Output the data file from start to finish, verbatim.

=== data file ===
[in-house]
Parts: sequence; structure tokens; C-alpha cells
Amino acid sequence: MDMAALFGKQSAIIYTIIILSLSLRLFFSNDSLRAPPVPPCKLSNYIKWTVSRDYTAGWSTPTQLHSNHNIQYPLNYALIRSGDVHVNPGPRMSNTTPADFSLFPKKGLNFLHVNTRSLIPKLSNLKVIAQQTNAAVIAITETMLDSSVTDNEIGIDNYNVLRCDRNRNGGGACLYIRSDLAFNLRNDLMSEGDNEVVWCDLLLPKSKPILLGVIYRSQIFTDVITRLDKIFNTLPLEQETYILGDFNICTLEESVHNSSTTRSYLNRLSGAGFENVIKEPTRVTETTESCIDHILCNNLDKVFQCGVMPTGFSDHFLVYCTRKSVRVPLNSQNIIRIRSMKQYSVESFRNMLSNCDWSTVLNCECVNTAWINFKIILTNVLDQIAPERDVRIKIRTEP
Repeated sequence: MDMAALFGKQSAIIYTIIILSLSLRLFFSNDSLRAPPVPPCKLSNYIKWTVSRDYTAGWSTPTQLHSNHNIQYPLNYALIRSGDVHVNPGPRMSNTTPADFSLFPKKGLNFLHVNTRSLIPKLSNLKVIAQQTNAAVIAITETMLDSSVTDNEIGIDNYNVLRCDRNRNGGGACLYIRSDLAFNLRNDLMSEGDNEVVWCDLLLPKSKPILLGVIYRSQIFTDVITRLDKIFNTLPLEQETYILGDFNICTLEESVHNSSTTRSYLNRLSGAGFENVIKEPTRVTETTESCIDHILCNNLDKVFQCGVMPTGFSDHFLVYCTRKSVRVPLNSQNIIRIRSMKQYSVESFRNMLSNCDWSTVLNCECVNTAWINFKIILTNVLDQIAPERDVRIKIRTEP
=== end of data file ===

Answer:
[in-house]
Parts: sequence; structure tokens; C-alpha cells
Amino acid sequence: MDMAALFGKQSAIIYTIIILSLSLRLFFSNDSLRAPPVPPCKLSNYIKWTVSRDYTAGWSTPTQLHSNHNIQYPLNYALIRSGDVHVNPGPRMSNTTPADFSLFPKKGLNFLHVNTRSLIPKLSNLKVIAQQTNAAVIAITETMLDSSVTDNEIGIDNYNVLRCDRNRNGGGACLYIRSDLAFNLRNDLMSEGDNEVVWCDLLLPKSKPILLGVIYRSQIFTDVITRLDKIFNTLPLEQETYILGDFNICTLEESVHNSSTTRSYLNRLSGAGFENVIKEPTRVTETTESCIDHILCNNLDKVFQCGVMPTGFSDHFLVYCTRKSVRVPLNSQNIIRIRSMKQYSVESFRNMLSNCDWSTVLNCECVNTAWINFKIILTNVLDQIAPERDVRIKIRTEP
Repeated sequence: MDMAALFGKQSAIIYTIIILSLSLRLFFSNDSLRAPPVPPCKLSNYIKWTVSRDYTAGWSTPTQLHSNHNIQYPLNYALIRSGDVHVNPGPRMSNTTPADFSLFPKKGLNFLHVNTRSLIPKLSNLKVIAQQTNAAVIAITETMLDSSVTDNEIGIDNYNVLRCDRNRNGGGACLYIRSDLAFNLRNDLMSEGDNEVVWCDLLLPKSKPILLGVIYRSQIFTDVITRLDKIFNTLPLEQETYILGDFNICTLEESVHNSSTTRSYLNRLSGAGFENVIKEPTRVTETTESCIDHILCNNLDKVFQCGVMPTGFSDHFLVYCTRKSVRVPLNSQNIIRIRSMKQYSVESFRNMLSNCDWSTVLNCECVNTAWINFKIILTNVLDQIAPERDVRIKIRTEP